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Brexit Vote Comes With Risks For English City Home To Nissan Plant


This year, millions of people from northern England to American Midwest voted against globalization, but as the English city of Sunderland recently experienced, voting against free trade comes with risks. After Sunderland went for Brexit last summer, the city's biggest private employer, Nissan, threatened to stop investing there. NPR's Frank Langfitt has the story.

FRANK LANGFITT, BYLINE: This was the scene in June when Sunderland's vote tally on Brexit was announced.


UNIDENTIFIED WOMAN: The total number of votes cast in favor of leave was 82,000.


LANGFITT: More than 60 percent of voters in Sunderland backed leaving the European Union, but as they celebrated, Brian Manning worried. Manning's vice president of the North East England Chamber of Commerce.

BRIAN MANNING: I watch people cheering, and I thought meself (ph), careful what you wish for.

LANGFITT: Sunderland is part of England's industrial heartland - think Michigan or Ohio in the U.S. - so when Nissan first opened a plant here in the mid-'80s, it was a big deal. Nissan chose the U.K. because of its membership in the EU, which allowed the export of cars to Europe tariff-free. Koji Tsuruoka, Japan's ambassador to the U.K., explains.

LANGFITT: Prime Minister Margaret Thatcher was telling the Japanese investors that U.K. is the best gateway to Europe.

LANGFITT: Today, Nissan and its network of suppliers employ around 30,000 people. The company dominates the economy of this city on the North Sea.

KOJI TSURUOKA: Nowadays, they build half a million car a year.

LANGFITT: In voting for Brexit, though, the people of Sunderland did something extraordinary. They put Nissan's business in their local economy in jeopardy.

DENISE WALTER: It caused us sleepless nights. It really did. We were depressed for weeks.

LANGFITT: Denise Walter's a committee member of the Philadelphia Cricket Club here, where some Nissan workers hang out. She saw the Brexit vote as a self-inflicted wound this old industrial city couldn't afford.

WALTER: This is an area that has really struggled in recent times. When it was a Tory government, that brought about the closure of the mines. We lost our shipbuilding.

LANGFITT: Were you afraid that it was just going to be another industry that left?

WALTER: Absolutely. Our local councils have worked very hard trying to bring initiatives like this to the northeast and trying to put the northeast on the map. And this was just throwing everything away.

LANGFITT: Even people who relied on Nissan for their livelihoods voted for Brexit, like Bailey Baker's dad. Bailey's a law student at the local university. I met him one afternoon when he was playing Ping-Pong on campus. Bailey's father, Derek, works for an auto parts company that supplies Nissan, but he voted for Brexit because he wanted Britain to tighten its borders. Bailey Baker explains.

BAILEY BAKER: If it's a blunt way to put it, people in Sunderland don't like immigration. They see it as a massive swarm.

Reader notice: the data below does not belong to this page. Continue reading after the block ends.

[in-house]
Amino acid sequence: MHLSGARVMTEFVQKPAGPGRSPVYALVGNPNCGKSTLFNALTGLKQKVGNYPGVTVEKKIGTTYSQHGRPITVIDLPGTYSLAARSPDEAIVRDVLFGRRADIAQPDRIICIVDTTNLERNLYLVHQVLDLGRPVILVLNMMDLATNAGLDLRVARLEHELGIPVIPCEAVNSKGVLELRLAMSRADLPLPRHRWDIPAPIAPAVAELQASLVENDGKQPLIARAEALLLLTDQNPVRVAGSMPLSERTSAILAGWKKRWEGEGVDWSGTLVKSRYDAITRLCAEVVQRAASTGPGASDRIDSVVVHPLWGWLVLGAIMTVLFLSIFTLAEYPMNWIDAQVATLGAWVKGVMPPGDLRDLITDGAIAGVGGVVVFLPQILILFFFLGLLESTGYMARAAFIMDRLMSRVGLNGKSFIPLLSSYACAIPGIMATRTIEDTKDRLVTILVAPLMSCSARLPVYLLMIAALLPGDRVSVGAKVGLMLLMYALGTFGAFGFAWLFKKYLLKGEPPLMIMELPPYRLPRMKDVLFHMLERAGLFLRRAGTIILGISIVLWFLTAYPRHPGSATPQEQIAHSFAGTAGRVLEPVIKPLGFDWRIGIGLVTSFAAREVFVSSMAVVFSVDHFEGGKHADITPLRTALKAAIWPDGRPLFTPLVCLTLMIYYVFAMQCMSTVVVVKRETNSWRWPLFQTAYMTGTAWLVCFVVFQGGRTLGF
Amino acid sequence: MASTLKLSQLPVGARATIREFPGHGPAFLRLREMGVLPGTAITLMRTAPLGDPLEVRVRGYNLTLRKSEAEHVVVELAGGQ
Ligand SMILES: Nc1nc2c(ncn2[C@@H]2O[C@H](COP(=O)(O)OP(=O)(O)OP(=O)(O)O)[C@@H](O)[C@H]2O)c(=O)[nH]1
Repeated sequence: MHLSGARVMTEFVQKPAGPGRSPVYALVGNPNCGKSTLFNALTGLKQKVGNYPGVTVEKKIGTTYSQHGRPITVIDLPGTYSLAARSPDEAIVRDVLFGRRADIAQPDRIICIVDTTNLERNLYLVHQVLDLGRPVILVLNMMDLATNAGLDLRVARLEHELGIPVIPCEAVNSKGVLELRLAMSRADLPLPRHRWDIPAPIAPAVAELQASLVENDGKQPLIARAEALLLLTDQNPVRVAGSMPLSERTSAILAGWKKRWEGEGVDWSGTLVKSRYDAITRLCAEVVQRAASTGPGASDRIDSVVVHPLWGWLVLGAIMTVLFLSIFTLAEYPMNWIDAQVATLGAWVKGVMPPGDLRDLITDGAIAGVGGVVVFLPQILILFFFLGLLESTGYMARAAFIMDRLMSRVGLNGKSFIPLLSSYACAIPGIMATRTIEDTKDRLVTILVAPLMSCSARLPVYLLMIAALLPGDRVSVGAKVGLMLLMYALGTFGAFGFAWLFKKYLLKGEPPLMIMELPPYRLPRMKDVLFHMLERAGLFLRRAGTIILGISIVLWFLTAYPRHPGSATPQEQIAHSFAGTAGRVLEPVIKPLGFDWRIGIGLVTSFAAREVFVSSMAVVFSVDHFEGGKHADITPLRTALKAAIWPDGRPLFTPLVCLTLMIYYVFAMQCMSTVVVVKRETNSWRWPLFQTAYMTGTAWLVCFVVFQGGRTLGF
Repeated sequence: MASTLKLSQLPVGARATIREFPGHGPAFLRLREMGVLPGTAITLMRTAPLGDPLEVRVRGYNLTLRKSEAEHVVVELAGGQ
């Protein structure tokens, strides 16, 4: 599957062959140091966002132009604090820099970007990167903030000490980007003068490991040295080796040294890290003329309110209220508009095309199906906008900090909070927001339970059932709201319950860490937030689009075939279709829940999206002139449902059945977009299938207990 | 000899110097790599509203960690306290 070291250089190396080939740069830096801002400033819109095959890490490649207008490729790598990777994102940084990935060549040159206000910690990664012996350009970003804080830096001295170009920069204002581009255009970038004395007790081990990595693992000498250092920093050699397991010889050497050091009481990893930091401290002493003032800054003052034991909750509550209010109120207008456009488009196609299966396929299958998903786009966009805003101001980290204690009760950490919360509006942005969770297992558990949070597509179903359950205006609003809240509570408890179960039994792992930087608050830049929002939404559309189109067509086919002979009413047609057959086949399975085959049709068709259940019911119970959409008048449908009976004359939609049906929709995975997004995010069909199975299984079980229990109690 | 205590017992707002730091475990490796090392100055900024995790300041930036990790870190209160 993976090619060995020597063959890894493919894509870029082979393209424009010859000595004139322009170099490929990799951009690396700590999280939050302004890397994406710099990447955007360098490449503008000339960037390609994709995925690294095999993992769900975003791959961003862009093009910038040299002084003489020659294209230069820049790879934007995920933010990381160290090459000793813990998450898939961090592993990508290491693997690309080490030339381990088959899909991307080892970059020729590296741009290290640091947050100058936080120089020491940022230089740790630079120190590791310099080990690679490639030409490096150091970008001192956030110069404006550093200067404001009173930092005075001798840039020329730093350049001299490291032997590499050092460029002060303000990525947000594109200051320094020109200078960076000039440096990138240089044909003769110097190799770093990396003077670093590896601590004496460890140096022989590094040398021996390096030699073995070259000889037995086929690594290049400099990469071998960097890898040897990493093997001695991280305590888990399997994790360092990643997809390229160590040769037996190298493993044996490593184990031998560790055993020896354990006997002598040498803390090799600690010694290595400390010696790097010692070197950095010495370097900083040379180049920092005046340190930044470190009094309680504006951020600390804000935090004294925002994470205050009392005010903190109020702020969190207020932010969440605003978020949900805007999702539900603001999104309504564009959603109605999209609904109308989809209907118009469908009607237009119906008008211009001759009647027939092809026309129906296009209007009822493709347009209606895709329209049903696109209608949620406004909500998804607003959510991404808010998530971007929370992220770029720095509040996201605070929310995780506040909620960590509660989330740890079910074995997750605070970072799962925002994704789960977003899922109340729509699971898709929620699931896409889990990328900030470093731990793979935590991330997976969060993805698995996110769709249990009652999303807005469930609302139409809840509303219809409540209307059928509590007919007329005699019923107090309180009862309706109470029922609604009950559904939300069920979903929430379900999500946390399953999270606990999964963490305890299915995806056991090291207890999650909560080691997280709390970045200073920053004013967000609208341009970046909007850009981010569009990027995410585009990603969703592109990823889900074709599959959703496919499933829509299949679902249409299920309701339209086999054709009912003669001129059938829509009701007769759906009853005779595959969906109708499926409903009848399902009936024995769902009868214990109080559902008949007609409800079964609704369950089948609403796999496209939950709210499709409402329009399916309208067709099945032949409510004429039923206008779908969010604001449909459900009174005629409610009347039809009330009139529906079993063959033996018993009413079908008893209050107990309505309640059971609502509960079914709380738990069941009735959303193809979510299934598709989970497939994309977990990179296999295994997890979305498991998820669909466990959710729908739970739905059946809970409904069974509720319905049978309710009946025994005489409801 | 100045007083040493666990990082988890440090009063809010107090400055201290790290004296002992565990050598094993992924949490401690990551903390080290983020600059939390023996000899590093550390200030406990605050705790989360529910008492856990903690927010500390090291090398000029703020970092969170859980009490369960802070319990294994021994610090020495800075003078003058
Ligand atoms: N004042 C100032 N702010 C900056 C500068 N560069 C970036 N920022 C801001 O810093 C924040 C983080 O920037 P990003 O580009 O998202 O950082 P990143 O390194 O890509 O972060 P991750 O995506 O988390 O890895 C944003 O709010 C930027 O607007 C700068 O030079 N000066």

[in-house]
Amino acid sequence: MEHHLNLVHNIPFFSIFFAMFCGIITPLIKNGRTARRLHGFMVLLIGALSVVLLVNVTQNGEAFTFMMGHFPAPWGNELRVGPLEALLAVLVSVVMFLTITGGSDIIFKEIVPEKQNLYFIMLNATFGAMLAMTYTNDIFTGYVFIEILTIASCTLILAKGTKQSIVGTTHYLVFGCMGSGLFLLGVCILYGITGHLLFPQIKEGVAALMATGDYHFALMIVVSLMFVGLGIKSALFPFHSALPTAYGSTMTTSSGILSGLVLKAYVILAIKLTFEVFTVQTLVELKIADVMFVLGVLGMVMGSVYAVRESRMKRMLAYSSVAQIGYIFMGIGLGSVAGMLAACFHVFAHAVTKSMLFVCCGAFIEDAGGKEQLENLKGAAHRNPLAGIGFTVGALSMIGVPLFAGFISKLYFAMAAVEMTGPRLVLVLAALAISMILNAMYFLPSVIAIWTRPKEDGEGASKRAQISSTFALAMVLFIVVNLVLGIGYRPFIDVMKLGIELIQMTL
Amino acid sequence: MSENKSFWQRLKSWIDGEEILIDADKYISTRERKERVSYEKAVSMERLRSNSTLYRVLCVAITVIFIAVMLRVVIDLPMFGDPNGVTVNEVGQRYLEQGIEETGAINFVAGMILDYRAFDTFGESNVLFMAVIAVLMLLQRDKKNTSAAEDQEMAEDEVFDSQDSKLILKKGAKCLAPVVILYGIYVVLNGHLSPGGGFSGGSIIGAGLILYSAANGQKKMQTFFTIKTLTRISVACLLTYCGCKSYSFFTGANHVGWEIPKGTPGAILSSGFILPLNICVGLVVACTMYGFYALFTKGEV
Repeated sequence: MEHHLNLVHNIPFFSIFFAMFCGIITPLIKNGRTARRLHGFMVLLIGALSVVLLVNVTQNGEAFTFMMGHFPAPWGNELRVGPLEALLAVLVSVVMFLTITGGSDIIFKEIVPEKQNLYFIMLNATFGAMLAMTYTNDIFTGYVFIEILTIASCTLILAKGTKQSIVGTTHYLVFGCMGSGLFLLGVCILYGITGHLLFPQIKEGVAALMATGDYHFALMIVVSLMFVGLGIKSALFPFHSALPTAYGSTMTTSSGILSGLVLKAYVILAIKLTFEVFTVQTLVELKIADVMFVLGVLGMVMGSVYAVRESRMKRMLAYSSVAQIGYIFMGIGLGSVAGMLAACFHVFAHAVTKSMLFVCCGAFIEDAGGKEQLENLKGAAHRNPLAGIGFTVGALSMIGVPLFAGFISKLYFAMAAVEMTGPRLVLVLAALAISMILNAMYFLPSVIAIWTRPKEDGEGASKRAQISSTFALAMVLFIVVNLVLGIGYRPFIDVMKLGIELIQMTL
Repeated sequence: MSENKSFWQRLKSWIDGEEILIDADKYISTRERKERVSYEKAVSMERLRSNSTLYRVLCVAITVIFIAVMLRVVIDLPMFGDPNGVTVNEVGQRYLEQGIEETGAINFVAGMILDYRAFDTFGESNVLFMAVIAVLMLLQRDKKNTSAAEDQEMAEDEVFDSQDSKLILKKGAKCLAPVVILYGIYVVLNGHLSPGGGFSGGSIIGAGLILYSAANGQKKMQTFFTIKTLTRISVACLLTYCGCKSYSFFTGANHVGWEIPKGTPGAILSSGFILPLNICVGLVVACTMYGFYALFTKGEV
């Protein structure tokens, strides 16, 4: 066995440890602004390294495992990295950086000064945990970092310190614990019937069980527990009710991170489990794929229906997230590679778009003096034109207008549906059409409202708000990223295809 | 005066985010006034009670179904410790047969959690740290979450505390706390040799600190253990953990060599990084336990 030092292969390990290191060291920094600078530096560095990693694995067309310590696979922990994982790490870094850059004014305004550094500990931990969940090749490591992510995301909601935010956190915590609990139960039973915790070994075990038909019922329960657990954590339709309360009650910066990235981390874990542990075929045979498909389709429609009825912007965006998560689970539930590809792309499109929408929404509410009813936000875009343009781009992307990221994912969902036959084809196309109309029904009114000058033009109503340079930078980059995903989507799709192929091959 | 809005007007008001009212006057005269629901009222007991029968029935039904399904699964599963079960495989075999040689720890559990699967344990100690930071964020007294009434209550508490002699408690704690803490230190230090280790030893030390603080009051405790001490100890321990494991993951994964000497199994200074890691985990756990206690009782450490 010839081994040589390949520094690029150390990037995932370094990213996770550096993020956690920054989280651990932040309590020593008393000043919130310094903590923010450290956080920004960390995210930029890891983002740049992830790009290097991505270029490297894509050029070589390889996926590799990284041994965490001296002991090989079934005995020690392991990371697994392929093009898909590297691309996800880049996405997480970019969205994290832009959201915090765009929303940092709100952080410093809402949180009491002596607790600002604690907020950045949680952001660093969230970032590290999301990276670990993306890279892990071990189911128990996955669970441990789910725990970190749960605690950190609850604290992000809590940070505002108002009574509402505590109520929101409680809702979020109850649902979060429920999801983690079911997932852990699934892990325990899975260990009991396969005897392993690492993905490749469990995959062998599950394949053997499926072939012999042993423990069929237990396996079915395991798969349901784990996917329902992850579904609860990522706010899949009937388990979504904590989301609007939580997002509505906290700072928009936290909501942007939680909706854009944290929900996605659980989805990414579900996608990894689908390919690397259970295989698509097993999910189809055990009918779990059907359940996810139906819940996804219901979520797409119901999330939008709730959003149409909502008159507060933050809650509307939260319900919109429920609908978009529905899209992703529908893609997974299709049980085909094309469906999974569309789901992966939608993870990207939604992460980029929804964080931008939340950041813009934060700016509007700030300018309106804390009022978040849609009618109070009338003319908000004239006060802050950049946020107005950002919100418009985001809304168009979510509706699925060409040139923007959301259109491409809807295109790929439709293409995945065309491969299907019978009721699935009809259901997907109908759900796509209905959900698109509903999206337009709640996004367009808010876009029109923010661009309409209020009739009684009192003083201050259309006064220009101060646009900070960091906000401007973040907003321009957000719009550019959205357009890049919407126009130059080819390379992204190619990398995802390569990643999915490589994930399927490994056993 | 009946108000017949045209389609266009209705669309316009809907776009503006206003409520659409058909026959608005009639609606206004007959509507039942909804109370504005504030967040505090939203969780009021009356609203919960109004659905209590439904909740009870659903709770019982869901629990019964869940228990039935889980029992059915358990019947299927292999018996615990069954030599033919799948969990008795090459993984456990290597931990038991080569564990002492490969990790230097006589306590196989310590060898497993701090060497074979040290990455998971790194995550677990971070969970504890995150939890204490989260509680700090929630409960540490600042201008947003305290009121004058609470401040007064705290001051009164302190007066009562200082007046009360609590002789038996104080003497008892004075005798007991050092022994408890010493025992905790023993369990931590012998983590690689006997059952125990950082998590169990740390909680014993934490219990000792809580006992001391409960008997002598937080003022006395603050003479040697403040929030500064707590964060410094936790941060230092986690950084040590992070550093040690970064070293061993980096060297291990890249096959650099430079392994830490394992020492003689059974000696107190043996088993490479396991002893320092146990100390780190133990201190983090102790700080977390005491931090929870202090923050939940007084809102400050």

LANGFITT: Did you realize that he could have been voting himself indirectly out of a job?

BAKER: Yeah. That's exactly what I told him, so he must have knew. But the reason me (ph) dad wasn't too bothered about voting leave was that Nissan will never leave. They've invested so much into the plant already.

LANGFITT: When Nissan came out...


LANGFITT: ...And said, hey, you know, something - no more investment unless we get some guarantees - would your father really confident, or did he get a little worried? What'd he say?

BAKER: (Laughter) We didn't speak for a couple of days actually (laughter) 'cause I brought that up for him, and I just said, I told you so, Dad.

LANGFITT: Derek Baker declined to speak to NPR. Economists are concerned the Brexit vote could do damage beyond Nissan. Brian Snowdon, who teaches economics at nearby Durham University, thinks it could scare off other companies.

BRIAN SNOWDON: I worry about the attractiveness of any further foreign direct investment into a place like Sunderland if we're outside of the European Union.

LANGFITT: And even though in actual Brexit is more than two years away, Ramon Pacheco Pardo's says the U.K. is already paying a price. Pacheco Pardo is a senior lecturer at King's College London.

RAMON PACHECO PARDO: Some companies have decided not to take the risk to wait. They have already started to either close all operations, move jobs to other countries in the European Union. So I think the manufacturing sector, banking sector - I think there are going to be many job losses.

LANGFITT: After several weeks of gloom, Sunderland received a reprieve this fall. The U.K. government told Nissan it would ensure its operations here remain competitive after Brexit. And Nissan agreed to put two new models in the Sunderland plant. That was a relief to former mayor Les Scott, but he still worried.

LES SCOTT: The decline of Nissan would have made the closure of the shipyards and the closure of the mines look as though there was a corner shop closing. That's how important Nissan has become to Sunderland employment. And that's why I think a lot of people in the city are still concerned.

LANGFITT: With Brexit expected to play out over years and the details still a mystery, Les Scott says no one in Sunderland knows quite what to expect. Frank Langfitt, NPR News, Sunderland. Transcript provided by NPR, Copyright NPR.

Frank Langfitt is NPR's London correspondent. He covers the UK and Ireland, as well as stories elsewhere in Europe.
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